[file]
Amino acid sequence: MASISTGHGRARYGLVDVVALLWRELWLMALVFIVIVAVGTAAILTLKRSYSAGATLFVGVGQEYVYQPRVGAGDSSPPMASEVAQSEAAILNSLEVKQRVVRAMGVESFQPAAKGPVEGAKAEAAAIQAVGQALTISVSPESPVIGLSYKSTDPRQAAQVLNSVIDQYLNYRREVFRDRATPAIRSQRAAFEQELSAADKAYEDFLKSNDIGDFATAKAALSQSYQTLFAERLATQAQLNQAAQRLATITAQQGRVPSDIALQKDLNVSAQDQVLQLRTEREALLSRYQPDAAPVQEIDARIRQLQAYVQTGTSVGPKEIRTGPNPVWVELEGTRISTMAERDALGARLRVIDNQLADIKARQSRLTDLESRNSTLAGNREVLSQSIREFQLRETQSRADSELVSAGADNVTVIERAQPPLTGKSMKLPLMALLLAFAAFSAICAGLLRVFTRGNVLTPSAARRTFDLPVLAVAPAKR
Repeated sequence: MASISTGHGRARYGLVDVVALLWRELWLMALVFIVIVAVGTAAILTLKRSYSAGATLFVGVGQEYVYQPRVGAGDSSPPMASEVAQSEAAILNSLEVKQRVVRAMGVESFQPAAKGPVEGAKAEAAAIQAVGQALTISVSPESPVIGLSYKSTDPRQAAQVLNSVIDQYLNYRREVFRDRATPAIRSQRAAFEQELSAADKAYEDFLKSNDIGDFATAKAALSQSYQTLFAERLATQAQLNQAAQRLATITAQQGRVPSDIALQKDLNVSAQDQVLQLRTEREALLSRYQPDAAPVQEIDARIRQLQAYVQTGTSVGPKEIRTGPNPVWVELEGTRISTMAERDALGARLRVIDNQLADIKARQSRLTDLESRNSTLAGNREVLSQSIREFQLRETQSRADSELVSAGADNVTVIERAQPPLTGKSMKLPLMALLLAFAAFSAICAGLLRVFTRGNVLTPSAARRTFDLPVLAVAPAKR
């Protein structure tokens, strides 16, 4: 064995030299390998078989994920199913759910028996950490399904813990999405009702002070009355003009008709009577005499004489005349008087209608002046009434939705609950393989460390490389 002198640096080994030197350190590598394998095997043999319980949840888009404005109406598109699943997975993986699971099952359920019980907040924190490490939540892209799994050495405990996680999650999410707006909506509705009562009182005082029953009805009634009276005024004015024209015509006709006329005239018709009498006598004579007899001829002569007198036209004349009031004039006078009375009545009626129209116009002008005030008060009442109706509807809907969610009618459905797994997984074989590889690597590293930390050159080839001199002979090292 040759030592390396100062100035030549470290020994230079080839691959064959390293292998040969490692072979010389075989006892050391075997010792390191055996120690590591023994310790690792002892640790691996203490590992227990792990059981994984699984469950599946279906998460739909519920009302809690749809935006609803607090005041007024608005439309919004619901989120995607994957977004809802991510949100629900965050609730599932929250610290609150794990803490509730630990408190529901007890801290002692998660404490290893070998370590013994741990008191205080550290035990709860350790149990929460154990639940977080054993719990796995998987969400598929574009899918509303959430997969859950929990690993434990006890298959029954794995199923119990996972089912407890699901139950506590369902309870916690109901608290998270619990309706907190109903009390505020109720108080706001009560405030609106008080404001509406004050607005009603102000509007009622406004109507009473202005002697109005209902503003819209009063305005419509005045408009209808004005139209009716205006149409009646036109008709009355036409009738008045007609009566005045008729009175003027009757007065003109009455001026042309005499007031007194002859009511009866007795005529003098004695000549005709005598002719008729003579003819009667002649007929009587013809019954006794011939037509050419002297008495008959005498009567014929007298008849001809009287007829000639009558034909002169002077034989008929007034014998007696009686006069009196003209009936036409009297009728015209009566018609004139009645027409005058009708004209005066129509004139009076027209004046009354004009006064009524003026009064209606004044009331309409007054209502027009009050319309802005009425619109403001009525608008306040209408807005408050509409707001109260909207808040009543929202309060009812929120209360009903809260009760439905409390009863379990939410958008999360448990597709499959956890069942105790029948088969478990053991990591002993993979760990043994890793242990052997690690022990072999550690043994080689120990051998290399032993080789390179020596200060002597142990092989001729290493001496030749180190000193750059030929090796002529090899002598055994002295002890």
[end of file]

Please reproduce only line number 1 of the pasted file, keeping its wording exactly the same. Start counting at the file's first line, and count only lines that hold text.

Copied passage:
Amino acid sequence: MASISTGHGRARYGLVDVVALLWRELWLMALVFIVIVAVGTAAILTLKRSYSAGATLFVGVGQEYVYQPRVGAGDSSPPMASEVAQSEAAILNSLEVKQRVVRAMGVESFQPAAKGPVEGAKAEAAAIQAVGQALTISVSPESPVIGLSYKSTDPRQAAQVLNSVIDQYLNYRREVFRDRATPAIRSQRAAFEQELSAADKAYEDFLKSNDIGDFATAKAALSQSYQTLFAERLATQAQLNQAAQRLATITAQQGRVPSDIALQKDLNVSAQDQVLQLRTEREALLSRYQPDAAPVQEIDARIRQLQAYVQTGTSVGPKEIRTGPNPVWVELEGTRISTMAERDALGARLRVIDNQLADIKARQSRLTDLESRNSTLAGNREVLSQSIREFQLRETQSRADSELVSAGADNVTVIERAQPPLTGKSMKLPLMALLLAFAAFSAICAGLLRVFTRGNVLTPSAARRTFDLPVLAVAPAKR